Stock markets were weighed down by fears that there could be more to come after a Wall Street hedge fund dragged down two well known investment banks with bad bets that went wrong.
On Friday, a number of Chinese technology companies with shares owned by N.Y. hedge fund Archegos Capital sold off heavily. The reason for that selling pressure was a so called margin call by the fund's lenders. Margin calls happen when brokers tell a client to put up cash after they borrow over a certain threshold to make trades.
The hedge fund did not put up cash, so the trades were made to sell stocks and get cash to get back below an acceptable level.
The lost market value in stocks affected came it at around $35 billion on Friday, including U.S. media companies ViacomCBS, and Discovery, which both lost about 15 per cent of their value.
Monday began with fears that there could be more forced selling, but nearing the end of the trading day, most of the losses were limited to a handful of financial names.
Japanese bank Nomura and European bank Credit Suisse were facing billions of dollars in losses due to dealings with an unnamed client.
Nomura estimated the claim against its client could be about $2 billion.
Credit Suisse said that it "and a number of other banks" are exiting trades they made with a U.S.-based hedge fund, which it also declined to name.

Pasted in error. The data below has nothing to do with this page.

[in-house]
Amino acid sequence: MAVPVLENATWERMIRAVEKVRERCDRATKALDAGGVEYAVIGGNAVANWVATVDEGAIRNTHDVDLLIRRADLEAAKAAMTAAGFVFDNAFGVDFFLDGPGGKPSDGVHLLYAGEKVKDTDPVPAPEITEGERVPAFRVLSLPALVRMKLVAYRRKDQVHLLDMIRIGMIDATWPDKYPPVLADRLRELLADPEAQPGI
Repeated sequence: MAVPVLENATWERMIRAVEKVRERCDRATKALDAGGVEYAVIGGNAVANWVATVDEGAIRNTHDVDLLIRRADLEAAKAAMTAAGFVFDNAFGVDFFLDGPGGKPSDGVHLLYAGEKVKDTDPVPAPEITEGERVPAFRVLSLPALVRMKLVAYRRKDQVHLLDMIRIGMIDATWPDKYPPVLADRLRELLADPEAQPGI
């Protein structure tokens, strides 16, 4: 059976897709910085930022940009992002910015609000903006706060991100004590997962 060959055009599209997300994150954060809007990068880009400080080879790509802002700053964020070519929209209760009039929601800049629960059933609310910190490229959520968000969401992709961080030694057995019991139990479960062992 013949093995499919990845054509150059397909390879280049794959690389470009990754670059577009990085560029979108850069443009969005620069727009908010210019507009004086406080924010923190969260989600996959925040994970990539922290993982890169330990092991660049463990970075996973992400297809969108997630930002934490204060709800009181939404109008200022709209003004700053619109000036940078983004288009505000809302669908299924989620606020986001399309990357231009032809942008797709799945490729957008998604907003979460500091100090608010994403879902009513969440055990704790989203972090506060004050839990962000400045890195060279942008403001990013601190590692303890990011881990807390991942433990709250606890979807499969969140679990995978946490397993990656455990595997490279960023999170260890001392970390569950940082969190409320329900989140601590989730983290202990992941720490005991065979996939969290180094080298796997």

Shares of Credit Suisse and Nomura each fell at least 16 per cent in their home countries, and U.S. banks got caught in the downdraft as investors question whether the soured trades will stay isolated or have a more widespread effect through the system.
"This is sort of an example of the leverage you don't see," Martin said. "We all know there's a fair amount of debt out there, but what we don't know is how much of this is out there."
Shares of Morgan Stanley were down 2.5 percent after the Financial Times reported it had also sold billions of shares. "There's still chatter as to whether or not, and which, American banks may be affected. That is a question that's lurking. But so far the market has taken (the news) in stride essentially," said Quincy Krosby, chief market strategist at Prudential Financial in Newark, New Jersey.
Wall Street's fear gauge, the VIX, rose. "It's high, which indicates people are nervous, but it's not panicky," said Tom Martin, senior portfolio manager with Globalt Investments.
With files from The Associated Press and Reuters
Credit belongs to : www.cbc.ca